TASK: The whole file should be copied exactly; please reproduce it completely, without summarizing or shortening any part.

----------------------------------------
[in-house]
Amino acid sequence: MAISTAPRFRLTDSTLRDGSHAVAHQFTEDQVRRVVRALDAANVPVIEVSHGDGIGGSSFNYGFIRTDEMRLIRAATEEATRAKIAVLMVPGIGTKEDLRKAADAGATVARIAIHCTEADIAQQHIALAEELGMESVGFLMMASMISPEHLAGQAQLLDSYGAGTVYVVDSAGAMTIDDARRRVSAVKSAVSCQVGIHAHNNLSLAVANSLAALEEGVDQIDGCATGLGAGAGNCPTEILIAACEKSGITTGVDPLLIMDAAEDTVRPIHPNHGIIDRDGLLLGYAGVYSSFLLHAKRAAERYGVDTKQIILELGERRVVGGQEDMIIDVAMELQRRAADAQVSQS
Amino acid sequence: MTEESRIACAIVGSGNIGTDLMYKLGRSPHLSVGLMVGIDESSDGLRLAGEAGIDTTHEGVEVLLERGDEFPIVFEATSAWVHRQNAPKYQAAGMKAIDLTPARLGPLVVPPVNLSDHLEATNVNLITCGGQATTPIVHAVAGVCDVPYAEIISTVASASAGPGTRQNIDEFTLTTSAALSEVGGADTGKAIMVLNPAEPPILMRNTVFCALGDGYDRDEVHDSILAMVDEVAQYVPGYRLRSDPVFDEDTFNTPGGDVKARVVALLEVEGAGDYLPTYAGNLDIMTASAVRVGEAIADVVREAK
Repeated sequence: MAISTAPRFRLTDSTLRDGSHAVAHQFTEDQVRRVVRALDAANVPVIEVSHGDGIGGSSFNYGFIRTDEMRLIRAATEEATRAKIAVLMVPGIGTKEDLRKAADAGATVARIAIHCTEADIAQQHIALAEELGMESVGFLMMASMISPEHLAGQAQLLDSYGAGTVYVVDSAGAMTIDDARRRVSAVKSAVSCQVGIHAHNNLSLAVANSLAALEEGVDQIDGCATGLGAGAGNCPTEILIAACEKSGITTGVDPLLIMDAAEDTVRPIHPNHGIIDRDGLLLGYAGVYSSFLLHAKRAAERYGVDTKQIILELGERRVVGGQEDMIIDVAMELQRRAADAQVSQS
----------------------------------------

[in-house]
Amino acid sequence: MAISTAPRFRLTDSTLRDGSHAVAHQFTEDQVRRVVRALDAANVPVIEVSHGDGIGGSSFNYGFIRTDEMRLIRAATEEATRAKIAVLMVPGIGTKEDLRKAADAGATVARIAIHCTEADIAQQHIALAEELGMESVGFLMMASMISPEHLAGQAQLLDSYGAGTVYVVDSAGAMTIDDARRRVSAVKSAVSCQVGIHAHNNLSLAVANSLAALEEGVDQIDGCATGLGAGAGNCPTEILIAACEKSGITTGVDPLLIMDAAEDTVRPIHPNHGIIDRDGLLLGYAGVYSSFLLHAKRAAERYGVDTKQIILELGERRVVGGQEDMIIDVAMELQRRAADAQVSQS
Amino acid sequence: MTEESRIACAIVGSGNIGTDLMYKLGRSPHLSVGLMVGIDESSDGLRLAGEAGIDTTHEGVEVLLERGDEFPIVFEATSAWVHRQNAPKYQAAGMKAIDLTPARLGPLVVPPVNLSDHLEATNVNLITCGGQATTPIVHAVAGVCDVPYAEIISTVASASAGPGTRQNIDEFTLTTSAALSEVGGADTGKAIMVLNPAEPPILMRNTVFCALGDGYDRDEVHDSILAMVDEVAQYVPGYRLRSDPVFDEDTFNTPGGDVKARVVALLEVEGAGDYLPTYAGNLDIMTASAVRVGEAIADVVREAK
Repeated sequence: MAISTAPRFRLTDSTLRDGSHAVAHQFTEDQVRRVVRALDAANVPVIEVSHGDGIGGSSFNYGFIRTDEMRLIRAATEEATRAKIAVLMVPGIGTKEDLRKAADAGATVARIAIHCTEADIAQQHIALAEELGMESVGFLMMASMISPEHLAGQAQLLDSYGAGTVYVVDSAGAMTIDDARRRVSAVKSAVSCQVGIHAHNNLSLAVANSLAALEEGVDQIDGCATGLGAGAGNCPTEILIAACEKSGITTGVDPLLIMDAAEDTVRPIHPNHGIIDRDGLLLGYAGVYSSFLLHAKRAAERYGVDTKQIILELGERRVVGGQEDMIIDVAMELQRRAADAQVSQS